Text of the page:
7. Beloved by Toni Morrison
  8. The Lord of the Flies by William Golding
  9. 1984 by George Orwell
  10. The Sound and the Fury by William Faulkner
  11. Lolita by Vladmir Nabokov
  12. Of Mice and Men by John Steinbeck
  13. Charlotte’s Web by E.B. White
  14. A Portrait of the Artist as a Young Man by James Joyce
  15. Catch-22 by Joseph Heller
  16. Brave New World by Aldous Huxley
  17. Animal Farm by George Orwell
  18. The Sun Also Rises by Ernest Hemingway
  19. As I Lay Dying by William Faulkner
  20. A Farewell to Arms by Ernest Hemingway
  21. Heart of Darkness by Joseph Conrad
  22. Winnie-the-Pooh by A.A. Milne
  23. Their Eyes Were Watching God by Zora Neale Hurston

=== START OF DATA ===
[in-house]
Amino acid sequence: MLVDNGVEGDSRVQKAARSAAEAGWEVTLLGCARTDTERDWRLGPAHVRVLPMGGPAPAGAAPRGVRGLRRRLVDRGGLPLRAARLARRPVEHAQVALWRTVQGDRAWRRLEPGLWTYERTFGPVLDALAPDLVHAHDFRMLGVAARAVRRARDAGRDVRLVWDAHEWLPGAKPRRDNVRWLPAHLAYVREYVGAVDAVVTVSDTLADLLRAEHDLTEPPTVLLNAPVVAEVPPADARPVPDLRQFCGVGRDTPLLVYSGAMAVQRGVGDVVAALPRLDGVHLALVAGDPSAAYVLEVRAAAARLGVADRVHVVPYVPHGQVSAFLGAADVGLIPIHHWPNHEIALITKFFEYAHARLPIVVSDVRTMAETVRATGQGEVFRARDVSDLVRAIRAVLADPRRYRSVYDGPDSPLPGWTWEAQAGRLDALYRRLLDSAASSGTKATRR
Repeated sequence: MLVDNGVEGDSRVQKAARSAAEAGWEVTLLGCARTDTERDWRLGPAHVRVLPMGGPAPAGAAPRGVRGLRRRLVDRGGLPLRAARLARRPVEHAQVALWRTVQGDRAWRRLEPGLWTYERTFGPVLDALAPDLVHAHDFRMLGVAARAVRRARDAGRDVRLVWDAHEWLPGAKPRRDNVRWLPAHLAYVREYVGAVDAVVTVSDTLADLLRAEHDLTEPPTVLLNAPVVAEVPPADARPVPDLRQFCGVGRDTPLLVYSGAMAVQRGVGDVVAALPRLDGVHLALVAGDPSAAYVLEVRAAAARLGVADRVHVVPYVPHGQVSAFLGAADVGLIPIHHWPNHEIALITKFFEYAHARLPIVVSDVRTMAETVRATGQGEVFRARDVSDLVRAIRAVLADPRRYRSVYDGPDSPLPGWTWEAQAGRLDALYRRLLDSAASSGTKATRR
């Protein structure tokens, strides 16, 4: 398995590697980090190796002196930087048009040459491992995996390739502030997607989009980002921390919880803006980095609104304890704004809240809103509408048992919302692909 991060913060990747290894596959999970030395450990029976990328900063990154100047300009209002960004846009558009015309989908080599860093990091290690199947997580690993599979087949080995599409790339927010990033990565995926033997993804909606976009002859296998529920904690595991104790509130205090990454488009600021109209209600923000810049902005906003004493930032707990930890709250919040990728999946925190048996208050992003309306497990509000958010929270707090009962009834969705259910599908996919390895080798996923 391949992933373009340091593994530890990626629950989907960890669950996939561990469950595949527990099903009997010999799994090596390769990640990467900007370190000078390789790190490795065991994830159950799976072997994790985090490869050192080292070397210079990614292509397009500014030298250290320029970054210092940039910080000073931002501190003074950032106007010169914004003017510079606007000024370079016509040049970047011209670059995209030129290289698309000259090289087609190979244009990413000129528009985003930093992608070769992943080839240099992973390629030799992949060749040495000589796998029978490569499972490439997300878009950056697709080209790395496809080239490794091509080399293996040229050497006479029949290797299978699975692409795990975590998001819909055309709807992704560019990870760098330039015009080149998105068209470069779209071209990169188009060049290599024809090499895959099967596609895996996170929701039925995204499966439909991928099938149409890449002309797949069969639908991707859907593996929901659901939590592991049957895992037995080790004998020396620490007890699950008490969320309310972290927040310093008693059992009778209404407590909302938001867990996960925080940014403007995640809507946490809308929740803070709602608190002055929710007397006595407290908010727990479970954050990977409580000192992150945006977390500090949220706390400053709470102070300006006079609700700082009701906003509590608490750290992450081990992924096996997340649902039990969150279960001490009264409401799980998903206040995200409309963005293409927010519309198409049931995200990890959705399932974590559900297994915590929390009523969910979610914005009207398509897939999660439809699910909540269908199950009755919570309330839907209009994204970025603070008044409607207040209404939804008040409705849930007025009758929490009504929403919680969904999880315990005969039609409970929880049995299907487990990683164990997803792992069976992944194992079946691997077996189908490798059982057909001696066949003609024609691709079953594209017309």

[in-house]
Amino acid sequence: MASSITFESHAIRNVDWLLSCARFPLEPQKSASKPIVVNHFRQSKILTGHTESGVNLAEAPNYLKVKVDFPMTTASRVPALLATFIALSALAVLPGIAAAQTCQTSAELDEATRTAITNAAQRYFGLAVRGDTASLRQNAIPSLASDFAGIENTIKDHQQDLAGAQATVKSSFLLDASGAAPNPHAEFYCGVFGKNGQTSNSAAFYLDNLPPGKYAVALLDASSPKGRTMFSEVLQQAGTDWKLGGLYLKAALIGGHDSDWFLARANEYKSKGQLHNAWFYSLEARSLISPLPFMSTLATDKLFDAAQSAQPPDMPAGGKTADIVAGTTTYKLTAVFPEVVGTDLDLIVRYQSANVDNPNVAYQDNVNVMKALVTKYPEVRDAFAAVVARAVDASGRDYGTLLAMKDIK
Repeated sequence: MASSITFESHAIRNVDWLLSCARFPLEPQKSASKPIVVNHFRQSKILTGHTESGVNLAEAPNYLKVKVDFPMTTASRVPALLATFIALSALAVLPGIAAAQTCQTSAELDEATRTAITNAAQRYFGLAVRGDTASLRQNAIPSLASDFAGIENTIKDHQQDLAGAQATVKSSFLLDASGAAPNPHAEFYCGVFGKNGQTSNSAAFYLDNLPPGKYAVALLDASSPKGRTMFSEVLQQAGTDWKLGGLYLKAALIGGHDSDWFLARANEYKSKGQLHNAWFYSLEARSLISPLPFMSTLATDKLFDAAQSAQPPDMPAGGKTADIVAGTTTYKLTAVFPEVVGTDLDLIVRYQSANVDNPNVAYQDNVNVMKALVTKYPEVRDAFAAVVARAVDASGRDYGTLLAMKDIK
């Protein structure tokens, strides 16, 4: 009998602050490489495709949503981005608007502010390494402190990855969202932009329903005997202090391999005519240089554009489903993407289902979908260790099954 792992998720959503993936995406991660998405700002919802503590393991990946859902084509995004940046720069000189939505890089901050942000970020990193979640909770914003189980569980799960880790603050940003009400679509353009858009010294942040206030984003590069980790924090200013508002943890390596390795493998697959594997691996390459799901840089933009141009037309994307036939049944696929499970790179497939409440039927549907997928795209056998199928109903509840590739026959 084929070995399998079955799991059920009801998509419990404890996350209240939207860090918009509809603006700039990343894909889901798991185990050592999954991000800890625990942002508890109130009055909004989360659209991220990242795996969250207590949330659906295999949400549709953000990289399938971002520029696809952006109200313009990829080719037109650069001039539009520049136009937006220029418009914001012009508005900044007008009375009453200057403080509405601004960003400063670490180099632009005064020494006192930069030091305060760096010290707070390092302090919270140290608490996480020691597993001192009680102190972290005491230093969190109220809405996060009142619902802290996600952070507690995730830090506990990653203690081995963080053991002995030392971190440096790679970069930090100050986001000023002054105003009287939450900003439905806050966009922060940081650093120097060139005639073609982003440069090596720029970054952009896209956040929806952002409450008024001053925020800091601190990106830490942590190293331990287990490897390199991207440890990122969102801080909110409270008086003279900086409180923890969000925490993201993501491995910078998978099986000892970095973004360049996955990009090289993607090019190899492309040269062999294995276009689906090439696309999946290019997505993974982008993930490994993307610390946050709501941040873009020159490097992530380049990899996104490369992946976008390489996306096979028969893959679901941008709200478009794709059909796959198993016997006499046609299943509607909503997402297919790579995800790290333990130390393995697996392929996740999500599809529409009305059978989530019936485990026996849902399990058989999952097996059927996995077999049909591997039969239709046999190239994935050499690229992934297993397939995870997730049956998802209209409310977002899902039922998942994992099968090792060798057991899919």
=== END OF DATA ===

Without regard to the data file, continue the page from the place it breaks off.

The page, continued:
24. Invisible Man by Ralph Ellison
  25. Song of Solomon by Toni Morrison
  26. Gone with the Wind by Margaret Mitchell
  27. Native Son by Richard Wright
  28. One Flew Over the Cuckoo’s Nest by Ken Kesey
  29. Slaughterhouse-Five by Kurt Vonnegut
  30. For Whom the Bell Tolls by Ernest Hemingway
  31. On the Road by Jack Kerouac
  32. The Old Man and the Sea by Ernest Hemingway
  33. The Call of the Wild by Jack London
  34. To the Lighthouse by Virginia Woolf
  35. Portrait of a Lady by Henry James
  36. Go Tell it on the Mountain by James Baldwin
  37. The World According to Garp by John Irving
  38. All the King’s Men by Robert Penn Warren
  39. A Room with a View by E.M. Forster
  40. The Lord of the Rings by J.R.R. Tolkien
  41. Schindler’s List by Thomas Keneally
  42. The Age of Innocence by Edith Wharton
  43. The Fountainhead by Ayn Rand
  44. Finnegans Wake by James Joyce
  45. The Jungle by Upton Sinclair